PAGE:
Sing Webb & Williams
(Feinstein's at the Regency)
Pop composers tend to be linked in the public mind with the artists who had colossal hits with their songs. Jimmy Webb ("By the Time I Get to Phoenix," "Wichita Lineman," etc.) is forever yoked to Glenn Campbell; Paul Williams is endlessly tied to Barbra Streisand, with whom he co-wrote "Evergreen." Well, Feinstein's at the Regency is currently offering discerning music lovers the opportunity to hear these two major songwriters without the filter of their famous interpreters. In this show, they sing their own songs, tell their own stories, and delight us afresh with their compelling artistry. Joined (all too briefly) by their special guest Liz Callaway, who fuses her own extraordinary voice to their music, they present a cabaret show with only one fault: It isn't anywhere near long enough to contain the depth and breadth of so much talent. This could have easily been a two-act show with an intermission, and probably should have been.
Paul Williams is playful in person, his self-deprecatory patter as informative as it is entertaining. Webb, on the other hand, seems more reserved at first but soon exhibits a dry sense of humor. Together, the two men have an easy, warm rapport that quickly envelops the audience. As a singer of his own songs, Williams is sincere but tends to slur his words; he sings, pop style, with the microphone jammed against his mouth. Webb has a more elegant and effective style, and a sweet voice that he doesn't push. While he, too, often sings with his eyes closed, he nonetheless invites the listener into his lyrics with an expressive sense of wistful romanticism. This is most clearly on display in his interpretation of "Galveston" which, with its haunting arrangement, is completely unlike the upbeat version made famous by Campbell. It is, in fact, stunningly original--and even more memorable than the long-remembered hit recording.
It's a pleasure to hear these guys sing their own songs...but only up to a point. That's why they were smart to bring in the golden-voiced Liz Callaway to show their material in the strongest light possible. Callaway comes on in the middle of the show to sing with each of them and to take a solo turn that happens to be the highlight of the evening. Her coupling of Webb's "Didn't We?" and "MacArthur Park" (in an Alex Rybeck arrangement) is a dynamic mini-musical all by itself. The show is beautifully enhanced by Chris Caswell's work on synthesizer, an instrument we often despise. In the hands of a master like Caswell, who uses the synth with delicate restraint, it truly enriches the musical experience. You can still catch Webb, Williams, and Callaway at Feinstein's through November 24.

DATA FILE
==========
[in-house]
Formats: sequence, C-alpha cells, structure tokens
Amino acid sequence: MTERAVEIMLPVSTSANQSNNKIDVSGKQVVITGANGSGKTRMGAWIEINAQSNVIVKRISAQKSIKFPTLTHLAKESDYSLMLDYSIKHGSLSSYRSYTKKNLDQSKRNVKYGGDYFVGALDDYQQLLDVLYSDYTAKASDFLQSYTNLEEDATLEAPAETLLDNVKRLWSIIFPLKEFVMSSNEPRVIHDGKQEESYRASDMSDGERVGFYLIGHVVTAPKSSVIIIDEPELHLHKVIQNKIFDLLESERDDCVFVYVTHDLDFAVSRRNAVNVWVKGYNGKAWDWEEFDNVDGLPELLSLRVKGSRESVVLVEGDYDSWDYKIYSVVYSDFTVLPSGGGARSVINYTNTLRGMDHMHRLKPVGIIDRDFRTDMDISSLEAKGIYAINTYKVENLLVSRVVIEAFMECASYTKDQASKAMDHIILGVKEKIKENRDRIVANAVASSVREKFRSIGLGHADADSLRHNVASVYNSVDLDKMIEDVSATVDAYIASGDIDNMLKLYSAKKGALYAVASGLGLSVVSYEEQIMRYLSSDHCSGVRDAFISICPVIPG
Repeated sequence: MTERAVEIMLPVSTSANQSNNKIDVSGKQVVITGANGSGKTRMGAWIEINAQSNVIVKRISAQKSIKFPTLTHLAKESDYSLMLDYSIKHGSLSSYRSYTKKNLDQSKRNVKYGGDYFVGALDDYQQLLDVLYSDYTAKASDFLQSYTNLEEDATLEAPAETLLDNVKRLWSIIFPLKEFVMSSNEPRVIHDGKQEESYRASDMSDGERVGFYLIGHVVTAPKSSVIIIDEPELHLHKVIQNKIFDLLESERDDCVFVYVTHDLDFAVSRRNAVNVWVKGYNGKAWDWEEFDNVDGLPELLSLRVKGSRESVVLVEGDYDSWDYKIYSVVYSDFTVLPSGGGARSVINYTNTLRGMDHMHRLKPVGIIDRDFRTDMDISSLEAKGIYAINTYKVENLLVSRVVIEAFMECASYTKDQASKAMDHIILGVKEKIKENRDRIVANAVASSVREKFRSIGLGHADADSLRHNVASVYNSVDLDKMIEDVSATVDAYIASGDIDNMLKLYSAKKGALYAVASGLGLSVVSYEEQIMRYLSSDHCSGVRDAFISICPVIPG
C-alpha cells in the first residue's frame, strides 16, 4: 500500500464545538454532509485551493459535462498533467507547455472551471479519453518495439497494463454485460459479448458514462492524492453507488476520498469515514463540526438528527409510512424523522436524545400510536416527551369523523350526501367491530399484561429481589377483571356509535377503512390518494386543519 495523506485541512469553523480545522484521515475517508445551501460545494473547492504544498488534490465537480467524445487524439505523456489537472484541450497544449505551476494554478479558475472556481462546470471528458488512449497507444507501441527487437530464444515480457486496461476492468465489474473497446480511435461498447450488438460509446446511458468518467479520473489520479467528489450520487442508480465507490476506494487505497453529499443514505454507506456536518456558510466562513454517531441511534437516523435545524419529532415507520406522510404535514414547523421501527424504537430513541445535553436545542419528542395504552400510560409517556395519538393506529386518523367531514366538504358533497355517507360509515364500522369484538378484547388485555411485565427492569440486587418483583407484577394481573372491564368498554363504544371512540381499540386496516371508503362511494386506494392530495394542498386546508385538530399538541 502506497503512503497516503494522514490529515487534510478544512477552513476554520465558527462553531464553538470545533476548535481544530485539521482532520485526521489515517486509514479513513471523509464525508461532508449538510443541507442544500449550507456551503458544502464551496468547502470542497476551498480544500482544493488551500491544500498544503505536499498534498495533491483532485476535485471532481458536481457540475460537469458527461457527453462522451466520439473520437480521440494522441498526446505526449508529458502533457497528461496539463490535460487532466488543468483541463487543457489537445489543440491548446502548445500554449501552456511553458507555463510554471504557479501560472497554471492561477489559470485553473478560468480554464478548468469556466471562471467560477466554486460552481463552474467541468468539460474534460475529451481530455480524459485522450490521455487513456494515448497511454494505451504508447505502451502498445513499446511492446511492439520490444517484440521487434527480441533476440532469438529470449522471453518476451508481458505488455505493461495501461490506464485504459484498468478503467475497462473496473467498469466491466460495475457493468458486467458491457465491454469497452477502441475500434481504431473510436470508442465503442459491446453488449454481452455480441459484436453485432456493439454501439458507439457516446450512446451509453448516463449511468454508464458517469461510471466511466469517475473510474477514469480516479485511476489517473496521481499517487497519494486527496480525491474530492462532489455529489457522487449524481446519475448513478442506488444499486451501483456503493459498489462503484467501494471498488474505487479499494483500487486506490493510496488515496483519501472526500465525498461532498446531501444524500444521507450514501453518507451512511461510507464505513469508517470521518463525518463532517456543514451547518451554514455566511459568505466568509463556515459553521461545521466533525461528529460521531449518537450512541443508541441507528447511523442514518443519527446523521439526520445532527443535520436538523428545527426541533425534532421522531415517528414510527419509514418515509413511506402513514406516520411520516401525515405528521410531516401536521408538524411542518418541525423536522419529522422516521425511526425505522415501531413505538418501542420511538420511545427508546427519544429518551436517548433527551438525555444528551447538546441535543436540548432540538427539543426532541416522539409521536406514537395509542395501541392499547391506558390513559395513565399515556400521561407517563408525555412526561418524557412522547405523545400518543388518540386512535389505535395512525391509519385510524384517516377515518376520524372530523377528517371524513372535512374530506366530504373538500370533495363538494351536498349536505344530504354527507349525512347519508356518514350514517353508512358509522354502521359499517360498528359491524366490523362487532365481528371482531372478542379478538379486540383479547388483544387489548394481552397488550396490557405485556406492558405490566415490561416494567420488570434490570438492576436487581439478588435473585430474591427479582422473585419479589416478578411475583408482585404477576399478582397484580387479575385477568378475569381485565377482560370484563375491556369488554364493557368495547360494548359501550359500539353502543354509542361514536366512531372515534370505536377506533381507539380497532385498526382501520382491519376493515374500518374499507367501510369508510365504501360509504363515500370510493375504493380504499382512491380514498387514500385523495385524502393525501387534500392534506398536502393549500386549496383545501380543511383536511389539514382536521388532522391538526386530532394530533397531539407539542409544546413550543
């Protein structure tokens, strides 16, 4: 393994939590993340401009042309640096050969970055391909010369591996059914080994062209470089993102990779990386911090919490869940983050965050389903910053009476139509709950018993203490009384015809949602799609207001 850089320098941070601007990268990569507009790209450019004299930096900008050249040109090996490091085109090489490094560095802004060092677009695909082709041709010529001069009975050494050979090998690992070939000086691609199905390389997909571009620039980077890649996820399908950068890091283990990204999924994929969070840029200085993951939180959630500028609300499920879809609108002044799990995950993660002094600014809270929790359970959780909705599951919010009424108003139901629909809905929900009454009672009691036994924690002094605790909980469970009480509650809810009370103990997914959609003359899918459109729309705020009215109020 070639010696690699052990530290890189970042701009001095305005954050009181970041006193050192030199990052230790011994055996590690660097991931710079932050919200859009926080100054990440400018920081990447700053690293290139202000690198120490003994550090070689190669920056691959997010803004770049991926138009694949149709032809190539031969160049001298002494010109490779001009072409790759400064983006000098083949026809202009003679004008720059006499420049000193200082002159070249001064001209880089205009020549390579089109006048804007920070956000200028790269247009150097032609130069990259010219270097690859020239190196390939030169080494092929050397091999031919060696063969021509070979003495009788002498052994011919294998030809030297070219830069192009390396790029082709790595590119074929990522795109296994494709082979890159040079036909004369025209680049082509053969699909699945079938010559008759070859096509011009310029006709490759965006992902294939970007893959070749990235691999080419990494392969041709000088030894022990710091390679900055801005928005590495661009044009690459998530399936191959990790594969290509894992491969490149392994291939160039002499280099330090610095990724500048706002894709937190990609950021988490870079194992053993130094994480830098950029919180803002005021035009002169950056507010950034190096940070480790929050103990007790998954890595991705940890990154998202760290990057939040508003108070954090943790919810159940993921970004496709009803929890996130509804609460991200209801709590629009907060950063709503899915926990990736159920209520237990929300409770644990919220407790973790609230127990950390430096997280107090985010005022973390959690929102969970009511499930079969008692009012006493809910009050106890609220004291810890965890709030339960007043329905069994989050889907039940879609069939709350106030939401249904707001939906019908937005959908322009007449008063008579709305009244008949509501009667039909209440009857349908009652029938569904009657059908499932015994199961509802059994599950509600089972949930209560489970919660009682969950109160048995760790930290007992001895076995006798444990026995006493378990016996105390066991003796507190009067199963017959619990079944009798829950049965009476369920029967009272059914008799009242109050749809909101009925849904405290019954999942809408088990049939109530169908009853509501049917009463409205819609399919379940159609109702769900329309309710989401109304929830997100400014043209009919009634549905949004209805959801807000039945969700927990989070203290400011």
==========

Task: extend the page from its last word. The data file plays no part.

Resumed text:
Tom Andersen: My Songs
(Don't Tell Mama)
Tom Andersen is brilliant when singing his own compositions. This extraordinary, award-winning vocalist has emerged in recent years as one of our most exciting new songwriters. In his current show at Don't Tell Mama, he has finally put together a program of his own stuff. Often witty (as in the comically incisive "Opening Number," co-written with Tim Di Pasqua) and just as often moving (e.g., the poignant "Another Tuesday," on which Andersen also collaborated with Di Pasqua), these songs offer a palette of seemingly endless color choices, as does Andersen's singing voice. He can write and perform with a driving passion in his masterpiece "Let Love Lead the Way," he can shatter you with the delicacy of the heartbreaking hit "Yard Sale," and he can sweep you into touching nostalgia with his ode to growing up, "Two Chairs." Though such other artists as David Campbell and Baby Jane Dexter have sung his songs, getting the chance to hear Andersen perform his own work offers the double treat of hearing exquisite new material rendered by an acclaimed singer who knows better than anyone else what it's all about.
There are quite a few songs in this show that were new to us, including the sharply comic "I'm Here" (written with Ian Herman) and what may turn out to be another Andersen signature tune: "Time and Tears," written with Di Pasqua. For this song alone, the show is a must. You can still catch Tom Andersen at Don't Tell Mama on November 25, performing with a four-piece band led by the aforementioned Ian Herman, his gifted musical director.
Sally Mayes: Boys and Girls Like You and Me
Sally Mayes puts on a great show, pure and simple. She has a voice that's rich and rangy, a face that's infinitely expressive, and acting skills that turn each song into a spellbinding story. Now, if we might carp for a moment about her current show at Arci's Place: Her last two shows were among the best we've ever seen in cabaret, and this new one, called Boys and Girls Like You and Me (the same title as her new CD) is just a notch below those only because her program choices aren't quite as strong. Be that as it may, Sally Mayes can turn a mediocre tune into a masterpiece--at least temporarily! With the right material, and there is plenty of that here, she is magnificent.
Happily, she has hooked up with a composer whose work suits her perfectly: Camille West. Mayes sings two of West's songs with hilarious distinction, "Toe to Toe with the HMO" and "Viagra." On a more serious note, she has found a fitting number for these difficult times, "Everything I Want Is in Manhattan" (Cy Coleman & Ira Gassman). Mayes has also found a terrific, young musical director, Johnny Rodgers; they have great chemistry together and she uses him to excellent effect here. Like the two shows above, this weekend is your last chance to catch Mayes in this engagement, which continues through November 24.
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